Lawsuit highlights a potential difficulty for pension risk transfer

by Artemis on December 3, 2012

One of the largest pension risk transfer transactions on record has hit a stumbling block just prior to the deals completion. The $7.5 billion transaction would see Verizon Communications transferring $7.5 billion of the Verizon Management Pension Plan obligations to insurer Prudential. It’s a group annuity deal, where Verizon buys the annuity contract from Prudential who then take over responsibility for making payments to the approximately 41,000 included retirees.

The deal which was scheduled to clear this week we believe has hit a stumbling block when two Verizon retirees filed a lawsuit seeking to block the transaction. They claim that when the pension liabilities transfer over to Prudential the retirees lose some of the protection afforded by U.S. government backed initiatives such as the Employee Retirement Income Security Act (ERISA) and Pension Benefit Guaranty Corporation (PBGC). Instead as annuity holders the retirees will be protected by insurance guaranty regulations which can vary on a state by state basis.

Verizon claims that those protections are on a par, but those filing the lawsuit claim that their protection is reduced. By losing federal backing they feel that if Prudential themselves were to fail then the retirees would be protected by the state coverage, which is insufficient in some states it is claimed. The lawsuit parties need to file briefs with the Dallas court by the 6th December after which a decision will be taken on whether to allow the deal to close or not.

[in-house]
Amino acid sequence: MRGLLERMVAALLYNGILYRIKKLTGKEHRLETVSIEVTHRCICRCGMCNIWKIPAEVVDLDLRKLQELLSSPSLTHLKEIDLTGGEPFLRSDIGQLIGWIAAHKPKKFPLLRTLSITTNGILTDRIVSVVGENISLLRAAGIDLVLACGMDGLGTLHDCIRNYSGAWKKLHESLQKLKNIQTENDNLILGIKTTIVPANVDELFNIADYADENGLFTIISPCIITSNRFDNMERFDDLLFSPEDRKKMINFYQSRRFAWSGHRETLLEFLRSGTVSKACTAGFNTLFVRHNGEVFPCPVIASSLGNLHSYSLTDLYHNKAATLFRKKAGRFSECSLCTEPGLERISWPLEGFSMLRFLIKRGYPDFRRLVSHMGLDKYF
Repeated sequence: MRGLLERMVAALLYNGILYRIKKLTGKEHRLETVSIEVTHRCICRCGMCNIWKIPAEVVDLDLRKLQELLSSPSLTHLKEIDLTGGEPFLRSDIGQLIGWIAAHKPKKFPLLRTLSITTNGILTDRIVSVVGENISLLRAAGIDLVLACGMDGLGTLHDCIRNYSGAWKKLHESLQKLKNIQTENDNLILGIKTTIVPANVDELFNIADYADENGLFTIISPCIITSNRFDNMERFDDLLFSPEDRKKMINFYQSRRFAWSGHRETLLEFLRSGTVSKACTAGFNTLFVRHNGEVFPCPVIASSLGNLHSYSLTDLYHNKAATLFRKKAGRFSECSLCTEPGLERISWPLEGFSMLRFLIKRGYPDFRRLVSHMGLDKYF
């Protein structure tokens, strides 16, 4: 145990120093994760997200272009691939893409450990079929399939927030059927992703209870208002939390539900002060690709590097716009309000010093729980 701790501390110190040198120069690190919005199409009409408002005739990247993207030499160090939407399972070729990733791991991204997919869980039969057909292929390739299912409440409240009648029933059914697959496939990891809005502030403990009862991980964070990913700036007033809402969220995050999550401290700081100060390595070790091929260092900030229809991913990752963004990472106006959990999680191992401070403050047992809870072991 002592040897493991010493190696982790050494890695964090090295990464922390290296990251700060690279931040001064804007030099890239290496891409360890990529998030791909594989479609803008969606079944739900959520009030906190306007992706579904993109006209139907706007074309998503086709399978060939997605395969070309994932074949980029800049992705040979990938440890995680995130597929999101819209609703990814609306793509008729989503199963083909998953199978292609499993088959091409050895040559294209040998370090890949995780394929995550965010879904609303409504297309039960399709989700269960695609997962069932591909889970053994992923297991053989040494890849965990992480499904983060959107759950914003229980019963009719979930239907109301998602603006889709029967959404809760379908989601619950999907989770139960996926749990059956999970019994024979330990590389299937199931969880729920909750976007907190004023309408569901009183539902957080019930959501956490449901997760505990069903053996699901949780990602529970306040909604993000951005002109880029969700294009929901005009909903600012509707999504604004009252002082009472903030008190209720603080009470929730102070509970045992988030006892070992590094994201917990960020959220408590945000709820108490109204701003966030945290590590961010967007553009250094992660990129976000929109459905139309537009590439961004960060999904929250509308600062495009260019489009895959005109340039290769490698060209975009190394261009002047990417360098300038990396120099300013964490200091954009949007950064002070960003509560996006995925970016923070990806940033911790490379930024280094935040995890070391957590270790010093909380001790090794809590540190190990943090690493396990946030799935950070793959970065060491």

We usually cover the longevity swap and longevity risk transfer aspects of pension risk transfers, not pure annuitisation deals such as this, however this does show a potential difficulty that other pension and longevity risk transfer deals may have to overcome in future. The lawsuit points out that while Prudential is a large and safe financial institution, some of the retirees are in their early 70’s and may have twenty years or more during which Prudential are responsible for making their pension payments. The fact that the retirees are removed from federal protection is the crux of this lawsuit but it is easy to see how similar arguments could be filed over longevity swap type risk transfer deals as well. It highlights that retirees included in these deals need to receive visible continuity in protection even when the responsibility for paying their pensions is transferred to someone else.

More details can be found in this article on AI CIO.

Details on the transaction can be found in this press release from Prudential.

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